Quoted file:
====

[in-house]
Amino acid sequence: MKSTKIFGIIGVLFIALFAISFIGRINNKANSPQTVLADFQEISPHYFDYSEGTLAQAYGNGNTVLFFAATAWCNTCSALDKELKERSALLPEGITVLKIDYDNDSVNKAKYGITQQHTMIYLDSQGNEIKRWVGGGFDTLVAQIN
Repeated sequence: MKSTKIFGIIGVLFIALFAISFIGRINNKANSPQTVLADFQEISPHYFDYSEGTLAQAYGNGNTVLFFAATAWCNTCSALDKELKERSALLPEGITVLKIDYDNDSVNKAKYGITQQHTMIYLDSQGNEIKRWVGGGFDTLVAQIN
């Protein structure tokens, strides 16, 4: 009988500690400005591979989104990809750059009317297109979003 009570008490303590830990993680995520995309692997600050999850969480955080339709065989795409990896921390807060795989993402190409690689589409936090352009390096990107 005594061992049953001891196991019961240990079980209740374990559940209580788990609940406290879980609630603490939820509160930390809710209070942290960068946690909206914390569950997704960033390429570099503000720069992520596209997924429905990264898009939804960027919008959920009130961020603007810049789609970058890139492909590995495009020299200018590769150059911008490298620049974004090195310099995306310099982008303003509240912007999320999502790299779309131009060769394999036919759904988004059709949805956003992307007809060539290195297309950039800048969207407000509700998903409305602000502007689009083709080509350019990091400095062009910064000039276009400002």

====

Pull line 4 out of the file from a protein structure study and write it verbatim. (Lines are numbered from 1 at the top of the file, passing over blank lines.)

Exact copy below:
């Protein structure tokens, strides 16, 4: 009988500690400005591979989104990809750059009317297109979003 009570008490303590830990993680995520995309692997600050999850969480955080339709065989795409990896921390807060795989993402190409690689589409936090352009390096990107 005594061992049953001891196991019961240990079980209740374990559940209580788990609940406290879980609630603490939820509160930390809710209070942290960068946690909206914390569950997704960033390429570099503000720069992520596209997924429905990264898009939804960027919008959920009130961020603007810049789609970058890139492909590995495009020299200018590769150059911008490298620049974004090195310099995306310099982008303003509240912007999320999502790299779309131009060769394999036919759904988004059709949805956003992307007809060539290195297309950039800048969207407000509700998903409305602000502007689009083709080509350019990091400095062009910064000039276009400002």